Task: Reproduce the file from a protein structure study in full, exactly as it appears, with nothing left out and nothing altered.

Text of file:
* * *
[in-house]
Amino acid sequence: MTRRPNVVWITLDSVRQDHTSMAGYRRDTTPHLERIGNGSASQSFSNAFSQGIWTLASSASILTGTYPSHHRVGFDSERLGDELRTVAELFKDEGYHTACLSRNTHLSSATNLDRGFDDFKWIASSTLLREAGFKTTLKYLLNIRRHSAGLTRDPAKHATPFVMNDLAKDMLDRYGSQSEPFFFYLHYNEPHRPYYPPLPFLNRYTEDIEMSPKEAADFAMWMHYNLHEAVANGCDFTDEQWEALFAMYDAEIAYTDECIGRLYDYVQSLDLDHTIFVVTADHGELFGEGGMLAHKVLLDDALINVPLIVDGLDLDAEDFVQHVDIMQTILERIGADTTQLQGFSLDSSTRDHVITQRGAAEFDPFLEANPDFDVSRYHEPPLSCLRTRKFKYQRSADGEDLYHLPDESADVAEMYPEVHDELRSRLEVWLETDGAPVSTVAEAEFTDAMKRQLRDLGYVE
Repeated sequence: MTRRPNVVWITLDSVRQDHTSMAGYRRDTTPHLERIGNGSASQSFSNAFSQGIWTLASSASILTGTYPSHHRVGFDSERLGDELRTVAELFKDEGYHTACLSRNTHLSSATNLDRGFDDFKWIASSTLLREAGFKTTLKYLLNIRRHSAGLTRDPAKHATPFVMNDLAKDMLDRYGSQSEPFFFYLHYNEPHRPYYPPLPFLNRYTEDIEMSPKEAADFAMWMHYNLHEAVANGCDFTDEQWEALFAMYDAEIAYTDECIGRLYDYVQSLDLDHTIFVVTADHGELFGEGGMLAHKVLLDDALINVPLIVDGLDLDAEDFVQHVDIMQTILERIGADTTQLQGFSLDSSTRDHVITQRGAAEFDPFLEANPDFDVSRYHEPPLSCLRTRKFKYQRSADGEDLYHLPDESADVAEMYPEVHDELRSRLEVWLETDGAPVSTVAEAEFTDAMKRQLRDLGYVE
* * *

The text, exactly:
[in-house]
Amino acid sequence: MTRRPNVVWITLDSVRQDHTSMAGYRRDTTPHLERIGNGSASQSFSNAFSQGIWTLASSASILTGTYPSHHRVGFDSERLGDELRTVAELFKDEGYHTACLSRNTHLSSATNLDRGFDDFKWIASSTLLREAGFKTTLKYLLNIRRHSAGLTRDPAKHATPFVMNDLAKDMLDRYGSQSEPFFFYLHYNEPHRPYYPPLPFLNRYTEDIEMSPKEAADFAMWMHYNLHEAVANGCDFTDEQWEALFAMYDAEIAYTDECIGRLYDYVQSLDLDHTIFVVTADHGELFGEGGMLAHKVLLDDALINVPLIVDGLDLDAEDFVQHVDIMQTILERIGADTTQLQGFSLDSSTRDHVITQRGAAEFDPFLEANPDFDVSRYHEPPLSCLRTRKFKYQRSADGEDLYHLPDESADVAEMYPEVHDELRSRLEVWLETDGAPVSTVAEAEFTDAMKRQLRDLGYVE
Repeated sequence: MTRRPNVVWITLDSVRQDHTSMAGYRRDTTPHLERIGNGSASQSFSNAFSQGIWTLASSASILTGTYPSHHRVGFDSERLGDELRTVAELFKDEGYHTACLSRNTHLSSATNLDRGFDDFKWIASSTLLREAGFKTTLKYLLNIRRHSAGLTRDPAKHATPFVMNDLAKDMLDRYGSQSEPFFFYLHYNEPHRPYYPPLPFLNRYTEDIEMSPKEAADFAMWMHYNLHEAVANGCDFTDEQWEALFAMYDAEIAYTDECIGRLYDYVQSLDLDHTIFVVTADHGELFGEGGMLAHKVLLDDALINVPLIVDGLDLDAEDFVQHVDIMQTILERIGADTTQLQGFSLDSSTRDHVITQRGAAEFDPFLEANPDFDVSRYHEPPLSCLRTRKFKYQRSADGEDLYHLPDESADVAEMYPEVHDELRSRLEVWLETDGAPVSTVAEAEFTDAMKRQLRDLGYVE